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Choose Your Friends

By Rabbi Yehonatan Salem
July 2, 2019

In this week’s parashah we encounter another tragic incident during the journey phase of the Jewish People in the wilderness. Korach the Levite and his followers, two hundred and fifty dignitaries from the neighbouring tribes, were casting aspersions as to the fact that the priestly duties were heavenly-allocated. The argument was not settled until the authenticity of Moshe Rabbenu’s and Aharon Hakohen’s divinely-assigned roles was miraculously verified. This happened when the main perpetrators of the dispute, along with their families and belongings, were swallowed alive as the ground opened up and they descended to purgatory alive. The two hundred and fifty dignitaries, who challenged Moshe by bringing ketoret- incense, also died instantaneously, as a clear sign to all that Moshe and Aharon had not just taken these positions on their own accord.

How did Korach manage to convince others to join his rebellion against Moshe Rabbenu, risking their lives for it, if they knew that the position of kohen gadol could only be occupied by one person?

Our Sages tell us that Korach managed to rally his neighbours to his cause, since those closer in proximity to a person are more easily influenced by him. Even without consciously joining or including oneself in one’s neighbour’s activities, a person is automatically affected, either positively or negatively. Just as one  who  walks into a perfume shop, or on the other extreme, a leather tannery is automatically affected. The scent attaches itself to the person even without him having any physical contact with  the  objects that emit a smell. So it is with the actions and opinions of those in one’s environment, and even their way of talking. Until today, I still have a Mancunian accent even though I have been living in Israel for twenty-five years. It is so ingrained in me, that unless I make a conscious effort to change it, it will remain so.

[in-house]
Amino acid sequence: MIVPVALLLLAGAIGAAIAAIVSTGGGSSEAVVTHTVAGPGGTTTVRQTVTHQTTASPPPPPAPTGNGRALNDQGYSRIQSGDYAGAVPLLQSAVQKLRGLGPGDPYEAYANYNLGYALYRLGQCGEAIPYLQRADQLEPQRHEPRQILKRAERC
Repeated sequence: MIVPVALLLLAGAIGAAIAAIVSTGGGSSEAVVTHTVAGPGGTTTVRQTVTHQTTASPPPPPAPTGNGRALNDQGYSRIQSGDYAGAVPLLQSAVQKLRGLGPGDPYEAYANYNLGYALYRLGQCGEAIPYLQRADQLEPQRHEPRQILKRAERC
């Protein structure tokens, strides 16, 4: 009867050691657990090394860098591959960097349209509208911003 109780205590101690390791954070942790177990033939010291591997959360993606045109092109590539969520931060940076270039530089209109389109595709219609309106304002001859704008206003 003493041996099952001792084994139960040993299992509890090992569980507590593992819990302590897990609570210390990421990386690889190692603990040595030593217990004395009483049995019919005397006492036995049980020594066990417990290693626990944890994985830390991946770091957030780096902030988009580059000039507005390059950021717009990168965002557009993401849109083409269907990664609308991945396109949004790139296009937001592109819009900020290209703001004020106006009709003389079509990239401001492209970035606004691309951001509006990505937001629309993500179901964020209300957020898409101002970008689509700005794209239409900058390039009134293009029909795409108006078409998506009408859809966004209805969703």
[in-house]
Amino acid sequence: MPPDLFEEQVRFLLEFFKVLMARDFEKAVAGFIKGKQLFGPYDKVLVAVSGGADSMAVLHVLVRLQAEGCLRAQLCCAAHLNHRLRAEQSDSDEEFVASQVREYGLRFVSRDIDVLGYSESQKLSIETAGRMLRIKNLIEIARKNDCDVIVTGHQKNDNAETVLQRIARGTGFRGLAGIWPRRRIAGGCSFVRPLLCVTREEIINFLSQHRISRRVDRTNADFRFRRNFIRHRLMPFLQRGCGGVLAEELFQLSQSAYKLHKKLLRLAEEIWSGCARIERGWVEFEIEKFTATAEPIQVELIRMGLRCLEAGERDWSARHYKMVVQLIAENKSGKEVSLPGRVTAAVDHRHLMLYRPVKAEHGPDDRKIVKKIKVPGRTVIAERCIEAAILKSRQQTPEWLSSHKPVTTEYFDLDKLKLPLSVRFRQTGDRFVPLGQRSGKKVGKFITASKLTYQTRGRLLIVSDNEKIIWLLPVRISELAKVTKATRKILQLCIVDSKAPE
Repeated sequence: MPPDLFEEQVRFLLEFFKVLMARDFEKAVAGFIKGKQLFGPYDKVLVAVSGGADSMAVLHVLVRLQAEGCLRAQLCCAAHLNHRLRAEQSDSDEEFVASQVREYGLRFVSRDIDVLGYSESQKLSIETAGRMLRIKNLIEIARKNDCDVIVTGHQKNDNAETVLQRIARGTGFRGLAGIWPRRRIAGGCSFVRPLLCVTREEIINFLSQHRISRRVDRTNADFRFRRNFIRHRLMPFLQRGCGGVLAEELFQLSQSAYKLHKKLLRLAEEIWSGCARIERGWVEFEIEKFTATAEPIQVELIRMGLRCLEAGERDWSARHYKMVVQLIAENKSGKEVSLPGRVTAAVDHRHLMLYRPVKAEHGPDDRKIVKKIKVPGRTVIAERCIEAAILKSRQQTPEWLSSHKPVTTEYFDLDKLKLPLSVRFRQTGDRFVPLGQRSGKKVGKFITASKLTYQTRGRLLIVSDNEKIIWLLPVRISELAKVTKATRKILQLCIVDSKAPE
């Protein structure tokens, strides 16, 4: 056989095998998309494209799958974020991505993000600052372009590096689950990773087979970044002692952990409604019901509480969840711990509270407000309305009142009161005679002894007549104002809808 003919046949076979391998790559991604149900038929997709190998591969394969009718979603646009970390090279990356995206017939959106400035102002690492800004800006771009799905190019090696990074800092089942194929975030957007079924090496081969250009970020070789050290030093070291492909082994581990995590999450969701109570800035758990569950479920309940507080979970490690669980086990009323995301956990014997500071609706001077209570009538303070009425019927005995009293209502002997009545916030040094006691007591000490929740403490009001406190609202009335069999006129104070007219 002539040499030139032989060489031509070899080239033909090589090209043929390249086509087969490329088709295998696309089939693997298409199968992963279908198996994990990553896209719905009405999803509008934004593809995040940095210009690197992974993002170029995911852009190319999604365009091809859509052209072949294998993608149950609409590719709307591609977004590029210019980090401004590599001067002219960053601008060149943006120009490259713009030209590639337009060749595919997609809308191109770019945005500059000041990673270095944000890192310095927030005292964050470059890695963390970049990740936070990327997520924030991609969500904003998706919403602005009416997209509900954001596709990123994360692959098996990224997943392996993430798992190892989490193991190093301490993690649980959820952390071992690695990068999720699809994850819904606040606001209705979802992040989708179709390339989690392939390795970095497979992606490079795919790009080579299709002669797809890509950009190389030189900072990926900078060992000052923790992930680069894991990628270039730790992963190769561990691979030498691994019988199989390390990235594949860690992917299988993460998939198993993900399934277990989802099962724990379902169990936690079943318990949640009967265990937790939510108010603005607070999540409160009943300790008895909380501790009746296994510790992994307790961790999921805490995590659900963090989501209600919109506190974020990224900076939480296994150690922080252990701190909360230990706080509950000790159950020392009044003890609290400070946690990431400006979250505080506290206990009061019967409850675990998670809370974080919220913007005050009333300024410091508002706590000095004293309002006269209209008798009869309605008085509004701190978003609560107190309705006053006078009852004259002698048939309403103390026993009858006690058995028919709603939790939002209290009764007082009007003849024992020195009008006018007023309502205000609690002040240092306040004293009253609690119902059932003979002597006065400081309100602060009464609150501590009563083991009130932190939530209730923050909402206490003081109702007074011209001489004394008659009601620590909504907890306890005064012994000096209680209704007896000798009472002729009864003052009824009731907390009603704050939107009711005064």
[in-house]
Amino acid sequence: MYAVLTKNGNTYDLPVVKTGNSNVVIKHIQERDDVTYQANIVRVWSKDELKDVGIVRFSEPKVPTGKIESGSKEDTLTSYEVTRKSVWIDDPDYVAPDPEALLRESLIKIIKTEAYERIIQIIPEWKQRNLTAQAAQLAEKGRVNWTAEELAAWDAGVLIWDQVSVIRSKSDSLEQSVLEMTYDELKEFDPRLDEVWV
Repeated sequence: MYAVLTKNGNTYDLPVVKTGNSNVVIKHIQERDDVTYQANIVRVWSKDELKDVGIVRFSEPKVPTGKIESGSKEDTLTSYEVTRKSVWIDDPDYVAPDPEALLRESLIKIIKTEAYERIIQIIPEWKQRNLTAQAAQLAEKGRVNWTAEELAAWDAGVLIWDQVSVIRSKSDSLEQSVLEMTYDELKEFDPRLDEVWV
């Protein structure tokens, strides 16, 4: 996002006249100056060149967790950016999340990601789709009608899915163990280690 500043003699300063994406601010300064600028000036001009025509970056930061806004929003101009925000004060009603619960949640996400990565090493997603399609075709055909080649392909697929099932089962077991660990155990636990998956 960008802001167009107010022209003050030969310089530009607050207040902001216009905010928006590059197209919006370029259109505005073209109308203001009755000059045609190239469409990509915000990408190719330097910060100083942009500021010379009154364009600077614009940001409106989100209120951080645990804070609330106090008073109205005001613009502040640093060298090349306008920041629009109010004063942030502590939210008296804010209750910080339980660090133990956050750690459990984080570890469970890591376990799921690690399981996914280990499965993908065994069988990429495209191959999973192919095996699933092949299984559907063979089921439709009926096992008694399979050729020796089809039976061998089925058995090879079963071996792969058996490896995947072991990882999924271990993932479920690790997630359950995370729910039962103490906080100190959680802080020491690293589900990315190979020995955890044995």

Additionally, a person will be influenced by his surroundings and society, since he wants to be socially accepted by them. He does not want to feel different or stick out “like a sore thumb,” but rather, he wants to be popular and well-liked in his locality.

For these reasons, a person must be very particular when choosing where to live, to see who the neighbours are, where he will pray, what sort of educational system is available for his children, and what type of friends they will have. All these factors are highly influential on a person, whether he/she is aware of it or not.

Similarly, when choosing a friend, we must consider if they are going to be a positive influence on us or not. A person who agrees to everything that we do or say is not necessarily the best match for us. A person who is willing to correct us when seeing a fault, or when they see us entering a dangerous situation, is a much better option.

Let us act responsibly by putting ourselves and our families in positive surroundings. Additionally, let us be a positive environment for those who come into contact with us.

Shabbat shalom

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